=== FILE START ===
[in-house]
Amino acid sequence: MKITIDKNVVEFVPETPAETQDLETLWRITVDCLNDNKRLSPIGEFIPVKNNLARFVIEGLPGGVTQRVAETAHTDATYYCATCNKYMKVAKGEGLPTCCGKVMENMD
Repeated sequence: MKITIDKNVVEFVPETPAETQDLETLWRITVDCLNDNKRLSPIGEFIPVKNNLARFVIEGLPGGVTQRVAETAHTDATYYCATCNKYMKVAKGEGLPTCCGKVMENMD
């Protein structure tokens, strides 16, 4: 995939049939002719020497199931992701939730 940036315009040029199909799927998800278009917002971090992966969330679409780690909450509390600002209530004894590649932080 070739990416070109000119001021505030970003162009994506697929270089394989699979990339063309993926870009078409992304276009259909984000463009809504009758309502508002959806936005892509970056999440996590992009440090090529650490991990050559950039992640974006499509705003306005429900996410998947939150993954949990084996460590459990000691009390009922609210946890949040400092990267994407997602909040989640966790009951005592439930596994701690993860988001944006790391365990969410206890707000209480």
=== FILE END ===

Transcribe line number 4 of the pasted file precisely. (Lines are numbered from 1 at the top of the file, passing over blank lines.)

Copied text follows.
């Protein structure tokens, strides 16, 4: 995939049939002719020497199931992701939730 940036315009040029199909799927998800278009917002971090992966969330679409780690909450509390600002209530004894590649932080 070739990416070109000119001021505030970003162009994506697929270089394989699979990339063309993926870009078409992304276009259909984000463009809504009758309502508002959806936005892509970056999440996590992009440090090529650490991990050559950039992640974006499509705003306005429900996410998947939150993954949990084996460590459990000691009390009922609210946890949040400092990267994407997602909040989640966790009951005592439930596994701690993860988001944006790391365990969410206890707000209480």